[Update: More recent comments on Hacker News corroborate the story. Also, the twitterer cited above, Wendy Grossman, said McCarthy’s daughter called her.]

I also have an unsubstantiated story about John McCarthy. I believe I read the following some time ago, but I cannot remember where. If you know of a reference, please let me know. [Update 2: Thanks to Leandro Penz for leaving a link to this article by Paul Graham in the comments below.]

As I recall, McCarthy invented Lisp to be a purely theoretical language, something akin to lambda calculus. When his graduate student Steve Russell spoke of implementing Lisp, McCarthy objected that he didn’t intend Lisp to actually run on a physical computer. Russell then implemented a Lisp interpreter and showed it to McCarthy.

Steve Russell is an unsung hero who deserves some of the credit for Lisp being an actual programming language and not merely a theoretical construct. This does not diminish McCarthy’s achievement, but it does mean that someone else also deserves recognition.

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The myth of the Lisp genius

I’m fascinated by the myth of the Lisp genius, the eccentric programmer who accomplishes super-human feats writing Lisp. I’m not saying that such geniuses don’t exist; they do. Here I’m using “myth” in the sense of a story with archetypical characters that fuels the imagination.  I’m thinking myth in the sense of Joseph Campbell, not Mythbusters.

Richard Stallman is a good example of the Lisp genius. He’s a very strange man, amazingly talented, and a sort of tragic hero. Plus he has the hair and beard to fit the wizard archetype.

Let’s assume that Lisp geniuses are rare enough to inspire awe but not so rare that we can’t talk about them collectively. Maybe in the one-in-a-million range. What lessons can we draw from Lisp geniuses?

One conclusion would be that if you write Lisp, you too will have super-human programming ability. Or maybe if Lisp won’t take you from mediocrity to genius level, it will still make you much more productive.

Another possibility is that super-programmers are attracted to Lisp. That’s the position taken in The Bipolar Lisp Programmer. In that case, lesser programmers turning to Lisp in hopes of becoming super productive may be engaging in a bit of cargo cult thinking.

I find the latter more plausible, that exceptional programmers are often attracted to Lisp. It may be that Lisp helps very talented programmers accomplish more. Lisp imposes almost no structure, and that could be attractive to highly creative people. More typical programmers might benefit from languages that provide more structure.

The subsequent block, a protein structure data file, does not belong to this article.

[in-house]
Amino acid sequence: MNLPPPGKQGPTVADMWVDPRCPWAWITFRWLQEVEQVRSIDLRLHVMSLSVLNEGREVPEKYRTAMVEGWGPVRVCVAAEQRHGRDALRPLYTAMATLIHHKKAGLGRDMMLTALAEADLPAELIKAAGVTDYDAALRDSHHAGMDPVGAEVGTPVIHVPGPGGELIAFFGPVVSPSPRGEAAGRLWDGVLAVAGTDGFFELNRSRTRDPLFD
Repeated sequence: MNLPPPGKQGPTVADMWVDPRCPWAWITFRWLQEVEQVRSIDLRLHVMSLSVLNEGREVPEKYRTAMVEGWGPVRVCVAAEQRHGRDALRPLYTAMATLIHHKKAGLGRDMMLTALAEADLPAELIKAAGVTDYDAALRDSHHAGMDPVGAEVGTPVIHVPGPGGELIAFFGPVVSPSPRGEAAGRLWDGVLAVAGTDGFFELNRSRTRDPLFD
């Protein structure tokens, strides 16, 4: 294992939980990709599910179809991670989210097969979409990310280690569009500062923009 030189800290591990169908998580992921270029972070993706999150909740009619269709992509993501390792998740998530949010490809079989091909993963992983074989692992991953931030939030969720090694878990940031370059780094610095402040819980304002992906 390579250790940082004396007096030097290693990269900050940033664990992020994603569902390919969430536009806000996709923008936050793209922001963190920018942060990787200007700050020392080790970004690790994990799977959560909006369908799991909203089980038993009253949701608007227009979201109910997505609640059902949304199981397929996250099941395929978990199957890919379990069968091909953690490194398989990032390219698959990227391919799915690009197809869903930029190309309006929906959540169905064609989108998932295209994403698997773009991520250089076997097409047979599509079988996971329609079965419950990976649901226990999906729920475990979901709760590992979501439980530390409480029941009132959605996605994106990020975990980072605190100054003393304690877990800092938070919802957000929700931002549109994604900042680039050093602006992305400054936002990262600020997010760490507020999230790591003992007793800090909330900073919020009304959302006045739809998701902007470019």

I’m skeptical when I hear someone say that he was able to program circles around his colleagues and it’s all because he writes Lisp. Assuming such a person accurately assesses his productivity relative to his peers, it’s hard to attribute such a vast difference to Lisp (or any other programming language).

Programming languages do make a difference in productivity for particular tasks. There are reasons why different tasks are commonly done in different kinds of languages. But I believe talent makes even more of a difference, especially in the extremes. If one person does a job in half the time of another, maybe it can be attributed to their choice of programming languages. If one does it in 1% of the time of another, it’s probably a matter of talent.

There are genius programmers who write Lisp, and Lisp may suit them well. But these same folks would also be able to accomplish amazing things in other languages. I think of Donald Knuth writing TeX in Pascal, and a very conservative least-common-denominator subset of Pascal at that. He may have been able to develop TeX faster using a more powerful language, but perhaps not much faster.

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Interview with Clojure author

Simple-talk has an interview with Rich Hickey, author of the programming language Clojure (pronounced “closure”). Clojure is a dialect of Lisp designed to run on top of the Java Virtual Machine. The language is also being ported to the .NET framework as Clojure CLR.

Two things stood out to me in the interview: a comparison of Lisp with C++, and a discussion of complexity.

You’ll often hear a programmer argue that language X is better than language Y.  To support their argument, they’ll say they wrote a program in Y, then wrote it in X in less time. For example, someone might argue that Ruby is better than Python because they were able to rewrite their web site using Ruby in half the time it took to write the original Python version. Such arguments are weak because you can write anything faster the second time. The first implementation required analysis and design that the second implementation can reuse entirely or at least learn from.

Rich Hickey argues that he can develop programs in Lisp faster than in C++. He offers as support that he first wrote something in Lisp and then took three times longer to rewrite it in C++. This is just a personal anecdote, not a scientific study, but it carries more weight than the usual anecdote because he’s claiming the first language was more efficient than the second.

In his discussion of incidental complexity, complexity coming from ones tools rather than from the intrinsic complexity of the problem being solved, Hickey says

I think programmers have become inured to incidental complexity, in particular by confusing familiar or concise with simple. And when they encounter complexity, they consider it a challenge to overcome, rather than an obstacle to remove. Overcoming complexity isn’t work, it’s waste.

The phrase “confusing familiar or concise with simple” is insightful. I never appreciated the arguments about the complexity of C++ until I got a little distance from the language; C++ was so familiar I didn’t appreciate how complex it is until I had a break from writing it. Also, simple solutions are usually concise, but concise solutions may not be simple. I chuckle whenever I hear someone say a problem was simple to solve because they were able to solve it in one line — one long stream of entirely mysterious commands.

Thanks to Omar Gomez for pointing out the interview article.